Joel Makower of GreenBiz interviewed William McDonough about his new book, co-authored with Michael Braungart, called The Upcycle.
Excerpt from GreenBiz.com:
This week marks the publication of The Upcycle:Beyond Sustainability — Designing for Abundance, by William McDonough and Michael Braungart. It’s their first book since their 2002 book Cradle to Cradle: Remaking the Way We Make Things, a bestseller that helped change the conversation about designing and manufacturing, envisioning a closed-loop system where every material was returned to the soil, or back into the manufacturing process with no harm or loss of quality.
The Upcycle takes the next step, envisioning what’s possible through a series of “evocations,” as McDonough calls them. (You can read an excerpt here.) The book ties together the impressive contributions McDonough and Braungart have made over the past quarter century, individually and together, toward the goal of re-envisioning commerce.
I took the opportunity of the book’s publication to catch up with McDonough, a longtime colleague and friend, to hear more about this next-gen view of the world of business. The following has been edited for clarity and length.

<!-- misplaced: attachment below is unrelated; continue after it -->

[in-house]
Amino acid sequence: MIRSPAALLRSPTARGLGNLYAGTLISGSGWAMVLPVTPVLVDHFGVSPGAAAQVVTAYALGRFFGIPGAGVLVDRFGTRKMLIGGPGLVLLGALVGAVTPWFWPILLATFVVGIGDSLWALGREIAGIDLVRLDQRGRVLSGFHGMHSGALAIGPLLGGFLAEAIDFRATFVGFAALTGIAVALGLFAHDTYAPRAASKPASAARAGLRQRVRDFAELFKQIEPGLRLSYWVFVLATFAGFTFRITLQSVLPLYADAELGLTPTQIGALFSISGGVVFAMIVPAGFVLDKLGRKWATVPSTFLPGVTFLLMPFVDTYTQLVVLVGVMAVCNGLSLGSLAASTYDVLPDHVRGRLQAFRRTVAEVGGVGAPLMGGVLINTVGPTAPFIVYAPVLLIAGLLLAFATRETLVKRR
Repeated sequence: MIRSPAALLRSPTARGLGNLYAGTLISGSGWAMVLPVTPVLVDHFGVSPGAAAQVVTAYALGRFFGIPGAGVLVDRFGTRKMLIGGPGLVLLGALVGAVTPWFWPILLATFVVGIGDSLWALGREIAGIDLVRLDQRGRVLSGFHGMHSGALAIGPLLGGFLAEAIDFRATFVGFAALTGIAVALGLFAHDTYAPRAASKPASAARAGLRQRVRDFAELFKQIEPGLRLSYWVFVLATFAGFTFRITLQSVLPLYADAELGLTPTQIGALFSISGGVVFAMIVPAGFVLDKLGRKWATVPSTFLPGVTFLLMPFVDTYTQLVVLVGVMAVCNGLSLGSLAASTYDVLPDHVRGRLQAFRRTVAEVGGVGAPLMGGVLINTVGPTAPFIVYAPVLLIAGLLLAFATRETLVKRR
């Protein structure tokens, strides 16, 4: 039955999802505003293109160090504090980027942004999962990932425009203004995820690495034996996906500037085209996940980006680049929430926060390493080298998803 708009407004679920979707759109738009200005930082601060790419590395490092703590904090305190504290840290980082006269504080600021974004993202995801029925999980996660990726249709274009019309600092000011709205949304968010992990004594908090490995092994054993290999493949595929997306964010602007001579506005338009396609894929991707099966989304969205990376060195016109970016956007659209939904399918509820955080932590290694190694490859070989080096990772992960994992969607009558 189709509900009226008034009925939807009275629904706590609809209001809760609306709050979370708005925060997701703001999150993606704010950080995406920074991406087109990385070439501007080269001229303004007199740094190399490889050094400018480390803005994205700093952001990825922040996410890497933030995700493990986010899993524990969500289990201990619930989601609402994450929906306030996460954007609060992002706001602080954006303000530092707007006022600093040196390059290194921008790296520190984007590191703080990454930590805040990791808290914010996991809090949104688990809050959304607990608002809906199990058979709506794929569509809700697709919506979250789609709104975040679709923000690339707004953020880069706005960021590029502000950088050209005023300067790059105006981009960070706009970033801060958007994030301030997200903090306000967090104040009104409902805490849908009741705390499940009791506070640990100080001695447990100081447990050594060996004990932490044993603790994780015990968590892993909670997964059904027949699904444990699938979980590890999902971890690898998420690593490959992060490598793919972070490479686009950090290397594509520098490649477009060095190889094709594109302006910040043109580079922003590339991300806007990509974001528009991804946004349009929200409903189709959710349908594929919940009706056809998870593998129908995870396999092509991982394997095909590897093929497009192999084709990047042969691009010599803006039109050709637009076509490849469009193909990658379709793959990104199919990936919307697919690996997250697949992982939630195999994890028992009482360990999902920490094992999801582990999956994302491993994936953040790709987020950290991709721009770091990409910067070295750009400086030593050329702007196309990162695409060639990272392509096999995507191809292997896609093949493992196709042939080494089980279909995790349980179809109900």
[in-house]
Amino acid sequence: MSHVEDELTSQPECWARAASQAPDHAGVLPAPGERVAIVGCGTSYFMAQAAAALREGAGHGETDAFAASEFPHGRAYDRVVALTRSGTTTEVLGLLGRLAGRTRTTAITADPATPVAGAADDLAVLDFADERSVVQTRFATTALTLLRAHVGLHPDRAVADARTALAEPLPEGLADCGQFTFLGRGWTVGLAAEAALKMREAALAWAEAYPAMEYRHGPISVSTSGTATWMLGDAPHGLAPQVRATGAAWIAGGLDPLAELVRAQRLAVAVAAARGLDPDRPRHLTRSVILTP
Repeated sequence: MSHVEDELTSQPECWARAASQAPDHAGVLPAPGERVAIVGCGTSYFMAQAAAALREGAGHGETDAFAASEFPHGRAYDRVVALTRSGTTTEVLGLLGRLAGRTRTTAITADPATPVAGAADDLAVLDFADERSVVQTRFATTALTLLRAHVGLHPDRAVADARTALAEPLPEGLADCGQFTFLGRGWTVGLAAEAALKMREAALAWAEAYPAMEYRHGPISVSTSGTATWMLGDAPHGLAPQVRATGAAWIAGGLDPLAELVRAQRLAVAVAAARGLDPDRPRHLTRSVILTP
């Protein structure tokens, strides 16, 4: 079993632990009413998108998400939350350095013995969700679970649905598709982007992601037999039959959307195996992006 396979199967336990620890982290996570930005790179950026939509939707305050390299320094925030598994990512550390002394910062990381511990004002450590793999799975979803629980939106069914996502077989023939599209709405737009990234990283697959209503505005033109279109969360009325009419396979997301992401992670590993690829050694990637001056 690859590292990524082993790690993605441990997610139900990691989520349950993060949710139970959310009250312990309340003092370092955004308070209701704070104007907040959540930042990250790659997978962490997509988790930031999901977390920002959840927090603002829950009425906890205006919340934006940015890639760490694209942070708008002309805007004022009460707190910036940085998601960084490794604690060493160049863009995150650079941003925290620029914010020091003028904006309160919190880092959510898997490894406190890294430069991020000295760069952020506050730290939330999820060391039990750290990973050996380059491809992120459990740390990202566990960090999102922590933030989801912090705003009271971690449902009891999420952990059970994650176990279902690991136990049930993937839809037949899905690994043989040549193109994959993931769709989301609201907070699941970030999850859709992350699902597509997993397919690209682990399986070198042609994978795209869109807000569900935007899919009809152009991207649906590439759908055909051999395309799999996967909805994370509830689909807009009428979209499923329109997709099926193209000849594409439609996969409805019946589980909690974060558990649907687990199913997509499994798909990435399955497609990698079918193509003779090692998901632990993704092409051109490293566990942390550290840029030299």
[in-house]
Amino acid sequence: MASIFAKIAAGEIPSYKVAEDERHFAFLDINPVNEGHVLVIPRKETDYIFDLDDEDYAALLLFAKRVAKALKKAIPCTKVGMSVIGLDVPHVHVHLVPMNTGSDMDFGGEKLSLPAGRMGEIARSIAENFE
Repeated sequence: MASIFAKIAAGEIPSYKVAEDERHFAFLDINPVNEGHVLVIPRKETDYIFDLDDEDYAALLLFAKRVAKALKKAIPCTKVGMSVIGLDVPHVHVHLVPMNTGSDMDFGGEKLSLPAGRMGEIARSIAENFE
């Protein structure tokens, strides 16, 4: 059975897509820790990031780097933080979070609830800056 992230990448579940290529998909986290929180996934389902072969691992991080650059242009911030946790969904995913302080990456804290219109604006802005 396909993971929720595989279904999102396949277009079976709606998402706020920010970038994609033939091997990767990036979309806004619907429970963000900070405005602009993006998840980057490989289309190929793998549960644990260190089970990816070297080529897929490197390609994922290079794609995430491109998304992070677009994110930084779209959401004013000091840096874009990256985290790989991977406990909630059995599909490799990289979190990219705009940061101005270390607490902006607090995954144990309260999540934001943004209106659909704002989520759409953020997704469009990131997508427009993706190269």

Joel Makower: Tell me about the title of this book, how you came to The Upcycle fromCradle to Cradle.
William McDonough: In Cradle to Cradle, we talked about the fact that often what we currently call recycling could be revisited, because of various issues around it, one of which was what we characterized as downcycling, where things are actually being hybridized with other materials, losing quality in the process of reuse. A food-grade clear plastic, for example, might be mixed with other plastics and become a flower pot, or a park bench, or a speed bump. It’s really a material losing quality on its way to a landfill or incinerator. Recycling should mean that you’ve been able to recycle it at the same level of quality.
See the full post here.